Woman at work depicting why use coaching contracts

Why Use Coaching Contracts? – Creating Great Coaching Contracts, Part 1

So why use coaching contracts?  Although contracting is an essential part of the coaching relationship with your client many new Coaches struggle to know what to include. In this short series of articles, I will share some ideas and tips to help you work out what will work for you.

In this first article let me first clarify that contracting in coaching is not really used in the legal sense of the word. If you want to have legally binding contracts you would need to consult a legal specialist.

So why use coaching contracts in coaching?

You are basically setting up a set of agreements to ensure that your coaching is professional, and effective and supports the coaching relationship. It will include on one end of the spectrum your terms and conditions and on the other agreements about the coaching relationship.

As a Coach becoming skilled at the use of contracts is essential and this is evidenced in my Supervision groups and individual Supervision sessions. The most common cause of problems for new Coaches is ineffective contracting. I remember one of my early mentors, Julie Hay stating a truism that I use today with my students:

“Why Use Coaching Contracts?  The work is in the Contract”

There are many elements of the contract that will remain constant throughout your coaching practice, other elements will need “tweaking” to suit a particular client.

Other elements of your contract will be co-created with your client and will be focused on the client’s situation and desired outcomes.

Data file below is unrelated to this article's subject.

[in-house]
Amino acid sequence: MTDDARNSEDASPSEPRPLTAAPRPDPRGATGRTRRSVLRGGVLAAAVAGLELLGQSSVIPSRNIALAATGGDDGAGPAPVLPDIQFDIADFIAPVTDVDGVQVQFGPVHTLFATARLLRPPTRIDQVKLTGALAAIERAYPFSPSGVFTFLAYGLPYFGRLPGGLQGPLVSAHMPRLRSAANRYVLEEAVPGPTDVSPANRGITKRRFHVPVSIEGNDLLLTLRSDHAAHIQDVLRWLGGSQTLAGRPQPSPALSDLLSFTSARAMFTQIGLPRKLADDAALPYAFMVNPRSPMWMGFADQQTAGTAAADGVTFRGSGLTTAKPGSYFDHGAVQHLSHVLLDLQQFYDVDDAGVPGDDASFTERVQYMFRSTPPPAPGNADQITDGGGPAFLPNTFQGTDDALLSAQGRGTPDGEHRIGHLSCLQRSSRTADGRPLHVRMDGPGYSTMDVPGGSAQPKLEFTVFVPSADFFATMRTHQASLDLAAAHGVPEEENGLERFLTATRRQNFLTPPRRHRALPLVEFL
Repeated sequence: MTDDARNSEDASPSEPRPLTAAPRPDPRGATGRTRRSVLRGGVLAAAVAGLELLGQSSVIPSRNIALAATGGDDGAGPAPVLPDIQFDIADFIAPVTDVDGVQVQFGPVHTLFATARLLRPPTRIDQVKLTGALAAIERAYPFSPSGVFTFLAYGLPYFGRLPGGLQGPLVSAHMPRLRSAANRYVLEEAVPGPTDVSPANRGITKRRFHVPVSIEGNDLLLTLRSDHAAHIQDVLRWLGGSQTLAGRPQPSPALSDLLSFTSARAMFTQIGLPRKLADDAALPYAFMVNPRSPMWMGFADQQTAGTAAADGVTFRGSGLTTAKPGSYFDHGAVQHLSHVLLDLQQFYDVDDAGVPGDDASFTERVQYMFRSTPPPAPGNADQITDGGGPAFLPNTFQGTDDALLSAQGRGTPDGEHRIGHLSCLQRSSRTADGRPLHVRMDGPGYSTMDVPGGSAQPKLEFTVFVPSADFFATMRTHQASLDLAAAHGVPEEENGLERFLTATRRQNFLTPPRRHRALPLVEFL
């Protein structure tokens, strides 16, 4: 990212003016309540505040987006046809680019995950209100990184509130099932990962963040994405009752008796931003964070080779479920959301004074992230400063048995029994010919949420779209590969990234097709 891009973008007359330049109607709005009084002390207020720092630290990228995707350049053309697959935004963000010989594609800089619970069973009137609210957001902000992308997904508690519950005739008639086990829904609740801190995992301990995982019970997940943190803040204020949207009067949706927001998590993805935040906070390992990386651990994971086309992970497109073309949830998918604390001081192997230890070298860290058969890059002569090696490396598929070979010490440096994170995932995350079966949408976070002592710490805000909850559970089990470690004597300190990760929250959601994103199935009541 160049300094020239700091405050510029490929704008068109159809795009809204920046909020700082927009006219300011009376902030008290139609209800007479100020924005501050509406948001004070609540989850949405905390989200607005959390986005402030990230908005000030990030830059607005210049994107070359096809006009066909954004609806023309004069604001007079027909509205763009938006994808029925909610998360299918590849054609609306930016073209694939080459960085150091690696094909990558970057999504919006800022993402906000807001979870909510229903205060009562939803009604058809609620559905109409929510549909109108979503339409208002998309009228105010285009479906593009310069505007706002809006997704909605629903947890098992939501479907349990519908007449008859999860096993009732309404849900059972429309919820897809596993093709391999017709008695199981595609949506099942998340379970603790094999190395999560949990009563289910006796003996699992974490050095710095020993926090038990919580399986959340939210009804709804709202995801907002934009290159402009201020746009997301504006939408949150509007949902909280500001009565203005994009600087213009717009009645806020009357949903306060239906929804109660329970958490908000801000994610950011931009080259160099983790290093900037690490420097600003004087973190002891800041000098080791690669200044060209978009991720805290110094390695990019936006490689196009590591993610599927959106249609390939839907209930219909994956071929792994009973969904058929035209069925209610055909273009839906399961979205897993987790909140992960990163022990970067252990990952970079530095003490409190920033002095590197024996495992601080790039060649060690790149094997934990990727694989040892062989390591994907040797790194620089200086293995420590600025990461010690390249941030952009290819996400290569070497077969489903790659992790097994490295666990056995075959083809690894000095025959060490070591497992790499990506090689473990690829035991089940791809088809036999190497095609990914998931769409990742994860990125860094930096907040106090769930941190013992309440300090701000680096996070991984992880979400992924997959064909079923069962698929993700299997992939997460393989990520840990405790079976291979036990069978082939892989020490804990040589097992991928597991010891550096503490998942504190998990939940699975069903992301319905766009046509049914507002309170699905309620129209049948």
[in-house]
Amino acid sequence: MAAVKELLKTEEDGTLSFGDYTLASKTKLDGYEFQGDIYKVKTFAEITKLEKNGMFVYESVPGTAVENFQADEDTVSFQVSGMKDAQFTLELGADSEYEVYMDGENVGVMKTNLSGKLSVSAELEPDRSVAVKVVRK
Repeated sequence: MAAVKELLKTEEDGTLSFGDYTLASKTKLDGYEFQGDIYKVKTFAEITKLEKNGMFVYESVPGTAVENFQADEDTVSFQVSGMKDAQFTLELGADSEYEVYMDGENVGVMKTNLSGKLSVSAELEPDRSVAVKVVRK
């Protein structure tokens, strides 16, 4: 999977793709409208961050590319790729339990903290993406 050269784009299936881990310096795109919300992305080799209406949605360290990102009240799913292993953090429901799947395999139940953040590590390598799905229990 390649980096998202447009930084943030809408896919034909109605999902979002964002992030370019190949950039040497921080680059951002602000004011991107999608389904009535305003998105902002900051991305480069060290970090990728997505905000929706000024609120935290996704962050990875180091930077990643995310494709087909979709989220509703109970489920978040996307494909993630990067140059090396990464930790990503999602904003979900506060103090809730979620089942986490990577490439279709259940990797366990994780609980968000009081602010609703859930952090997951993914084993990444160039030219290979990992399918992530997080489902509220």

You may already have some great contracting frameworks that you follow and it is still worth reviewing regularly to ensure that you are maintaining best practices.

Why use coaching contracts?  It is worth mentioning that the term “contracting” can be off-putting to some clients so although we will use the term contracting here you may choose to re-frame labels. There is certainly some benefit to separating out the different types of contracting. You also need to be clear about which parts of the contract are non-negotiable and which will be defined in partnership with your client.

Over the coming weeks I will include the following elements:

  • The business aspect of the contract includes Terms and Conditions.
  • Professional boundaries and responsibilities.
  • The importance of multi-cornered contracts
  • The relationship contract, client’s outcomes (goals) and tasking.

 If you want to get started right away you may want to check out the websites of the Association for Coaching, International Coaching Federation and European Mentoring and Coaching Council. They have a lot of great resources although you may need to be a member to access some of them.

Let me know if you have any particular questions about ‘why use coaching contracts’ that you would like me to address.

Melody Cheal MSc MAPP
Follow GWiz
Latest posts by Melody Cheal MSc MAPP (see all)